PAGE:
End of the silly season?
The economy is bracing itself for another dip
Summer is supposed to be silly season for the media. With everyone away and nothing going on, our pages are supposed to be filled with stories about cats stuck up trees, protracted transfers of sports stars and the lack of sunshine.
But the summer of 2011 has been rather more memorable. While many of us were lying on the beach, the world economy was groaning and the streets of English cities were set ablaze.
The twin blights of a US credit downgrade and a seemingly intractable crisis in the Eurozone saw stockmarket falls that have doubled some pension deficits. The prospect of a double dip recession is clearly more than just a prospective nightmare for the houmus and tzatsiki industries. And for pension investors, the symbolic downgrading of the old world’s economic superpower may signal a time to revisit historic asset allocation structures.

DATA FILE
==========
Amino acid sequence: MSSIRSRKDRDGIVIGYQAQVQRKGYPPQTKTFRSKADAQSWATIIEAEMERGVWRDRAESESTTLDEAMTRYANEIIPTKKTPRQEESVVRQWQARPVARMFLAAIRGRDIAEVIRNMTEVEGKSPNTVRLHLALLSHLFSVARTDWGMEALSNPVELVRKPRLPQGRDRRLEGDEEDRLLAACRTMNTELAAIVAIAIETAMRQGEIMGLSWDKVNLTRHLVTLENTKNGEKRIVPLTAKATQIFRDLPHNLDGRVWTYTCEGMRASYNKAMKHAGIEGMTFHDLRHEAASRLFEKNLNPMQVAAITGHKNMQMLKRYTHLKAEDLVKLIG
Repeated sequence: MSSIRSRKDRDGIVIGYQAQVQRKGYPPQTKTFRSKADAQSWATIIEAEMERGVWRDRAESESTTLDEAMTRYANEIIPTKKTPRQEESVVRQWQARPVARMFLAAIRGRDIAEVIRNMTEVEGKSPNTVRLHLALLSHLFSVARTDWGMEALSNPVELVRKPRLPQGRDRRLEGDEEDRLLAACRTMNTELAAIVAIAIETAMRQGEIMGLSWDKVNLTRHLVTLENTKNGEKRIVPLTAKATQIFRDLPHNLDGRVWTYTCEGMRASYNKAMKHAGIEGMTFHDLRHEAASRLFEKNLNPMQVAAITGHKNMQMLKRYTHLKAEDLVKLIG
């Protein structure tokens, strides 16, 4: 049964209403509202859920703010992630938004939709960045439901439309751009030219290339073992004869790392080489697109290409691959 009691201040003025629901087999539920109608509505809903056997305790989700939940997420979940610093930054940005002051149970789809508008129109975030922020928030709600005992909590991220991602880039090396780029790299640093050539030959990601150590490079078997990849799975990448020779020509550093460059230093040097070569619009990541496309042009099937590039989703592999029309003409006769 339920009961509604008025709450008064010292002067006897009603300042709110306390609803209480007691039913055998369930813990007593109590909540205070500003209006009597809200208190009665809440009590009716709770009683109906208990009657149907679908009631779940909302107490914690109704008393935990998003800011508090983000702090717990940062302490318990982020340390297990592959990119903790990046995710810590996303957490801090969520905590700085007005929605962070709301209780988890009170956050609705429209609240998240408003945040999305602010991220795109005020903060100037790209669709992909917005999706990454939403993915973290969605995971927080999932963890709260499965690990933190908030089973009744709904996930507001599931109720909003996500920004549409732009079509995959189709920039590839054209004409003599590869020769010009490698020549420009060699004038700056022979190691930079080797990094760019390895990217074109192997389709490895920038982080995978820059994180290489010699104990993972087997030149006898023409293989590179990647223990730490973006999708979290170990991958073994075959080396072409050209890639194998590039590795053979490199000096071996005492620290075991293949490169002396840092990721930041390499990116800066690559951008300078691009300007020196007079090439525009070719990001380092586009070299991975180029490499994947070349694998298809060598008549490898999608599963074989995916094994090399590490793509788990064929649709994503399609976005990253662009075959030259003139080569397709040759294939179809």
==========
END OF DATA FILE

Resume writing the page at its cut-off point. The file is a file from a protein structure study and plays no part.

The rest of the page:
Used to economic chaos as we are, there are even some positive signs for the UK out there. Our credit rating is far from the speculators’ crosshairs and while growth is poor, the feeling from companies is that business is being done.
But used to economic chaos as we are, there are even some positive signs for the UK out there. Our credit rating is far from the speculators’ crosshairs and while growth is poor, the feeling from companies is that business is being done.
And Chancellor George Osborne has secured a deal that will prize around £3bn a year from the gnomes of Zurich that can go into UK coffers.
His deal with the Swiss banking authorities is not the sop to secrecy that some have said it is and should be commended.
That said, lets hope next summer is a little quieter.
John Greenwood, editor